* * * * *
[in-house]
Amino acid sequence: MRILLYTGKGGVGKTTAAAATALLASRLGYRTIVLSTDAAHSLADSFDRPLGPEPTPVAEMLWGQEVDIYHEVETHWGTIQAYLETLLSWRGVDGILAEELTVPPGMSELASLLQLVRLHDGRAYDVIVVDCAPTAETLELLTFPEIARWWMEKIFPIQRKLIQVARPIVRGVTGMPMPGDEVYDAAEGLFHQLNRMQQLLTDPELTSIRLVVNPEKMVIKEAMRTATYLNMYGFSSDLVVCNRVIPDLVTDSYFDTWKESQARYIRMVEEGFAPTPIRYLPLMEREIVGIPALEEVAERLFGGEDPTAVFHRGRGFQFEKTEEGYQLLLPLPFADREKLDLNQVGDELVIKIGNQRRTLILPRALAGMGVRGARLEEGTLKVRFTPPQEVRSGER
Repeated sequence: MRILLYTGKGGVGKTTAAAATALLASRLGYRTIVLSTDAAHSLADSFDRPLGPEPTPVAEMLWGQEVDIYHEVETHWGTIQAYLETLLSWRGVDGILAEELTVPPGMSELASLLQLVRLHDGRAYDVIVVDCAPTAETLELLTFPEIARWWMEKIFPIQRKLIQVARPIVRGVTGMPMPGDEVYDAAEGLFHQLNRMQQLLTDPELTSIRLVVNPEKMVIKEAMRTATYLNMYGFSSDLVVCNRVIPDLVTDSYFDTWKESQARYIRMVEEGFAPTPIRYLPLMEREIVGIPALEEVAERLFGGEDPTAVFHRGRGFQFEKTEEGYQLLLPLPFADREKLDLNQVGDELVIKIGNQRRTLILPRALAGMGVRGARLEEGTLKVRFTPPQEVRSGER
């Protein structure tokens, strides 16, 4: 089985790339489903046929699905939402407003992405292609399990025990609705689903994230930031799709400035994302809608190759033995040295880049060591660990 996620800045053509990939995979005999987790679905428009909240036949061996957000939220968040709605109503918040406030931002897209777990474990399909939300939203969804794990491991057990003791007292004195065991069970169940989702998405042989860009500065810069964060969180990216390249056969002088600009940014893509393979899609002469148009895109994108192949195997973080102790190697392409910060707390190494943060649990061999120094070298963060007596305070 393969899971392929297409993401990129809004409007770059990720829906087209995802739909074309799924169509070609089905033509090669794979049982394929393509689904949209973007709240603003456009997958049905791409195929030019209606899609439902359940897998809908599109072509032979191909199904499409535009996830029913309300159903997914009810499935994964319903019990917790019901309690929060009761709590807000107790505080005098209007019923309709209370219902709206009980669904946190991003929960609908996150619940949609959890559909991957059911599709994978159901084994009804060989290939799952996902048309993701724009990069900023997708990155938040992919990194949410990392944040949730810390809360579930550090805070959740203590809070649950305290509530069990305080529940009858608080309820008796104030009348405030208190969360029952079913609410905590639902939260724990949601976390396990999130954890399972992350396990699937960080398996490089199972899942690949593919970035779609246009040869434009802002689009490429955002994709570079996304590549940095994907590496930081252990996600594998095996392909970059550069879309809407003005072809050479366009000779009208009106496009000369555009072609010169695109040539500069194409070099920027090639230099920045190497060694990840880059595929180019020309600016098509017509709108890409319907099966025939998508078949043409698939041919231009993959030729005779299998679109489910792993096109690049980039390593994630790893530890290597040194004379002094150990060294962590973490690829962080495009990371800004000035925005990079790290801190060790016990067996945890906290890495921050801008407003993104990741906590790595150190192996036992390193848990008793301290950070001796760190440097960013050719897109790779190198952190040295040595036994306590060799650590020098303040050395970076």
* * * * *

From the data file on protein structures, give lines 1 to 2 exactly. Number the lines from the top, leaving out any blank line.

[in-house]
Amino acid sequence: MRILLYTGKGGVGKTTAAAATALLASRLGYRTIVLSTDAAHSLADSFDRPLGPEPTPVAEMLWGQEVDIYHEVETHWGTIQAYLETLLSWRGVDGILAEELTVPPGMSELASLLQLVRLHDGRAYDVIVVDCAPTAETLELLTFPEIARWWMEKIFPIQRKLIQVARPIVRGVTGMPMPGDEVYDAAEGLFHQLNRMQQLLTDPELTSIRLVVNPEKMVIKEAMRTATYLNMYGFSSDLVVCNRVIPDLVTDSYFDTWKESQARYIRMVEEGFAPTPIRYLPLMEREIVGIPALEEVAERLFGGEDPTAVFHRGRGFQFEKTEEGYQLLLPLPFADREKLDLNQVGDELVIKIGNQRRTLILPRALAGMGVRGARLEEGTLKVRFTPPQEVRSGER